VPTRs were recognized as benign, slow-growing lesions. In order to maintain retinal morphology and reduce the occurrence of postoperative complications, we did not choose to resect the tumor. Triple freeze-thaw episcleral cryotherapy led to tumor shrinkage and reduction in vascularization. Additionally, vitrectomy alleviated macular membrane and vitreous hemorrhage. Patients with macular holes were also injected with a viscoelastic solution to protect the inner pigment epithelium (RPE). Visual acuity improved significantly in 10 of 11 eyes. No long-term complications were observed in eight eyes; however, two eyes had retinal proliferative membrane seven months after the operation, and one patient had slightly retinal exudation. Compared with simple tumor cryotherapy or tumor resection, this combined therapy may be more safe and effective.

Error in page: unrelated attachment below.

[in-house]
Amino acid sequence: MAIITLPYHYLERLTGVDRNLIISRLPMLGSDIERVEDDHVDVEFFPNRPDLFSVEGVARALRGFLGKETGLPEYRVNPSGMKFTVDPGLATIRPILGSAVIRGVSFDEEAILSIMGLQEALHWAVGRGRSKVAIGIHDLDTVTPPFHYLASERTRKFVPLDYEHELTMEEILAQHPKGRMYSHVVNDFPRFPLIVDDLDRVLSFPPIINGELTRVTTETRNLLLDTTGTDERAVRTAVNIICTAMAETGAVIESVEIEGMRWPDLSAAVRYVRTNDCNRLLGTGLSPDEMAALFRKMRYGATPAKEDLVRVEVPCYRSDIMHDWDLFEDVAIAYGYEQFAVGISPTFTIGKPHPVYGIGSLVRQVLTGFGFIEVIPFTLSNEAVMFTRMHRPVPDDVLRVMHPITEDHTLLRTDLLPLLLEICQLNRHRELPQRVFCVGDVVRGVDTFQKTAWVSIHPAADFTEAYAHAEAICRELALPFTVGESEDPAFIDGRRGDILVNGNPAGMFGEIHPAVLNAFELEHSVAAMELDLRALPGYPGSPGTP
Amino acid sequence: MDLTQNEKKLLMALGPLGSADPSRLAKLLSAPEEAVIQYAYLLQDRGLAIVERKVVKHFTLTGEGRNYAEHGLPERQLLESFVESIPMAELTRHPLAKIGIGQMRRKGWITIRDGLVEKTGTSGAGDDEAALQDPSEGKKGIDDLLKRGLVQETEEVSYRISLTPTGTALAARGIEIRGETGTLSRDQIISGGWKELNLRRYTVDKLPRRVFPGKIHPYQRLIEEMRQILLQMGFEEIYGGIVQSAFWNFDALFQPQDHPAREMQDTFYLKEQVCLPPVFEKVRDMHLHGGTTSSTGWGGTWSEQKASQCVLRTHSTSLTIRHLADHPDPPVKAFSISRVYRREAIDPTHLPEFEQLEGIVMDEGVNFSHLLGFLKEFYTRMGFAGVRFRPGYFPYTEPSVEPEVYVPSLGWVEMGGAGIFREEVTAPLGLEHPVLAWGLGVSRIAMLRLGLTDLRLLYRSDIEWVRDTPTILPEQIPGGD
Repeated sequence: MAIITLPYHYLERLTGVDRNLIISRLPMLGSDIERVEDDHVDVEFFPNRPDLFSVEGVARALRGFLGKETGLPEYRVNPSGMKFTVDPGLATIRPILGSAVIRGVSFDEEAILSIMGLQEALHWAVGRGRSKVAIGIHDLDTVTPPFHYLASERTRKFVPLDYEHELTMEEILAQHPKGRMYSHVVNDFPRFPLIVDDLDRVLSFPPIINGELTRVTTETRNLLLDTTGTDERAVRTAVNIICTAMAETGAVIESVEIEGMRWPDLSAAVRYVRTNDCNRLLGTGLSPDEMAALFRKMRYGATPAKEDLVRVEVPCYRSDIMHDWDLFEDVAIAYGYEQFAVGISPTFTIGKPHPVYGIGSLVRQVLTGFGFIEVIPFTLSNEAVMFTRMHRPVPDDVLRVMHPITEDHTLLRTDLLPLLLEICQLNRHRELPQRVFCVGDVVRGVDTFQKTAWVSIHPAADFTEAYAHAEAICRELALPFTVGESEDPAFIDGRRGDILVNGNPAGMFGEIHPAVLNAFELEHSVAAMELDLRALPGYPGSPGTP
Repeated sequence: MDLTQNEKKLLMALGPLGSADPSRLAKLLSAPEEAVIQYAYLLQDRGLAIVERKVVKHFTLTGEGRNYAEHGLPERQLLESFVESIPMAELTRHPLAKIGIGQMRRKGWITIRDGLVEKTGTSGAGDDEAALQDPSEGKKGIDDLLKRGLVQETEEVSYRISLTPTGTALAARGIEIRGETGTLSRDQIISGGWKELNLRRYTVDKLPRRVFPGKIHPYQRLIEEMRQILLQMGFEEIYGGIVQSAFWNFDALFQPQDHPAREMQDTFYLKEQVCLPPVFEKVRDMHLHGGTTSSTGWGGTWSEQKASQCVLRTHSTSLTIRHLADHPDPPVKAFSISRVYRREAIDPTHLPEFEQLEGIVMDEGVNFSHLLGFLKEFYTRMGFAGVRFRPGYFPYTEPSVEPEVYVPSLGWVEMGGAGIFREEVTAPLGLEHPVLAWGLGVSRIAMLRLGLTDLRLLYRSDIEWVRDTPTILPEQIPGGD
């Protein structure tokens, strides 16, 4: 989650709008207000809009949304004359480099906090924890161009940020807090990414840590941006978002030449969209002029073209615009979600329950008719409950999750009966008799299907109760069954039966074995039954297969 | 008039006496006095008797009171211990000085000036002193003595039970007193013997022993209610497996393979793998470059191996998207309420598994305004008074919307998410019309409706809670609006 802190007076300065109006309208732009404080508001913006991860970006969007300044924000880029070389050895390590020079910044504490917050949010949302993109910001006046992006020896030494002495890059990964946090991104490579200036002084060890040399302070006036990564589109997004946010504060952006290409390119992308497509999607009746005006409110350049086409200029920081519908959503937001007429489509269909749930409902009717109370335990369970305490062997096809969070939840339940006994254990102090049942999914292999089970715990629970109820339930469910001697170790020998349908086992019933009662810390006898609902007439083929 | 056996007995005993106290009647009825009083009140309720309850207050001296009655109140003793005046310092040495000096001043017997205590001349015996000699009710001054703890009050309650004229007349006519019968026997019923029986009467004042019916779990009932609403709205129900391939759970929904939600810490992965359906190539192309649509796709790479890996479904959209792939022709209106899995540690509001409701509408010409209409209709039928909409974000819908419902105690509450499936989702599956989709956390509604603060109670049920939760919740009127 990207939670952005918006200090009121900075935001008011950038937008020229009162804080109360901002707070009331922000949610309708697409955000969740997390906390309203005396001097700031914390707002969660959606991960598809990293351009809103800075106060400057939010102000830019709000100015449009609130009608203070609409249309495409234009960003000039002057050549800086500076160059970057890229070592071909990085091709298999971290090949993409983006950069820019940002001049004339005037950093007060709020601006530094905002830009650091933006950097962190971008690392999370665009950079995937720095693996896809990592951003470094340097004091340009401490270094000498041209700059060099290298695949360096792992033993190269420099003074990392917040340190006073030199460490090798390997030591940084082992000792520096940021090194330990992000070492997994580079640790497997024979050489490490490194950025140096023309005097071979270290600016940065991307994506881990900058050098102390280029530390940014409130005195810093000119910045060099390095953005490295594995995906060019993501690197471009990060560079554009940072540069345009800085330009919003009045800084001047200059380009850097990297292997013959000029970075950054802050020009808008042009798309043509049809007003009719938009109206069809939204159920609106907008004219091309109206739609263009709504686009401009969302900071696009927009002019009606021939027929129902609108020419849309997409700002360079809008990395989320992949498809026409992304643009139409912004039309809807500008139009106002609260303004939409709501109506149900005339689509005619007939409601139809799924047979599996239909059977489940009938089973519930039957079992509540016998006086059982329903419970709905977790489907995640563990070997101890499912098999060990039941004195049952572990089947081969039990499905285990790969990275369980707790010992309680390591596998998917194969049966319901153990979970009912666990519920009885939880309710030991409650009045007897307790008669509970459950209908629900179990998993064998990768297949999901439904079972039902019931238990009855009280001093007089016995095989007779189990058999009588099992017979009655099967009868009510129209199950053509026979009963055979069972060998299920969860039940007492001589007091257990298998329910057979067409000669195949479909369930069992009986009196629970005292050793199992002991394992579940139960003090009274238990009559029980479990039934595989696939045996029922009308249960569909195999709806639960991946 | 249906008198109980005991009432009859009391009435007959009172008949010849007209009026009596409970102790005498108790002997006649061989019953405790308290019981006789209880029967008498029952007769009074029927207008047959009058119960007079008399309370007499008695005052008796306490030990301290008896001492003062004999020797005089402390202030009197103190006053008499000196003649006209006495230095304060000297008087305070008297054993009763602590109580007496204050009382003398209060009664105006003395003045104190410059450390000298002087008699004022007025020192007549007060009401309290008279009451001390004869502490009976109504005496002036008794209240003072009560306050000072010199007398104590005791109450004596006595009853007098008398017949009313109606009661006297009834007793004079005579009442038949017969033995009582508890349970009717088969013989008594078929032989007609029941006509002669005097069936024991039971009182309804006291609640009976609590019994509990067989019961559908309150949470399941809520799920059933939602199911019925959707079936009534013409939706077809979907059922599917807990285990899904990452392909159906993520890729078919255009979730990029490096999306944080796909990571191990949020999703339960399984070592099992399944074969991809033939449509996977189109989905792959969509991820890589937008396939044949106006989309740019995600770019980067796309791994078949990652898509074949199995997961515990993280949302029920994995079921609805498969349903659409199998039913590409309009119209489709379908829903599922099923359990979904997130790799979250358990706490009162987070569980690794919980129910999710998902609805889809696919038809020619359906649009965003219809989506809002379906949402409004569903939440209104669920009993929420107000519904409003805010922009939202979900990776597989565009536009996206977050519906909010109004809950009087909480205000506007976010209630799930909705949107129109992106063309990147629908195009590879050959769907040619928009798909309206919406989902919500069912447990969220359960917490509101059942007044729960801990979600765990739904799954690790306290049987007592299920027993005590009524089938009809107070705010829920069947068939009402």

Our study had certain limitations. First, due to the scarcity of this tumor type and the variety in treatment methods, the cohort size was limited. Second, we did not address the tumor volume before and after treatment because our goal was to treat the visual impairment and complications caused by the tumor rather than targeting the tumor itself. Finally, we did not compare PPV combined with episcleral cryotherapy with other techniques because our primary goal was to demonstrate the feasibility of this method.
In conclusion, VPTR should be treated according to the clinical presentation of patients. In patients with macular disease, PPV combined with episcleral cryotherapy can significantly improve visual acuity, eliminate tumor activity, reduce tumor recurrence, maintain retinal integrity, and accelerate postoperative recovery. Therefore, PPV combined with episcleral cryotherapy is an effective and safe method to treat VPTR.
The data of all patients were collected from clinical patients from Henan Provincial People’s Hospital and Eye Hospital of Wenzhou Medical University from January 2011 to August 2020.
Conflicts of Interest
The authors declare that they have no conflicts of interest.
This work was supported by grants from the Key R&D and Promotion Program of Henan Province (192102310075) and the Joint Construction Program of Henan Medical Science and Technology Research Plan (LHGJ20200067).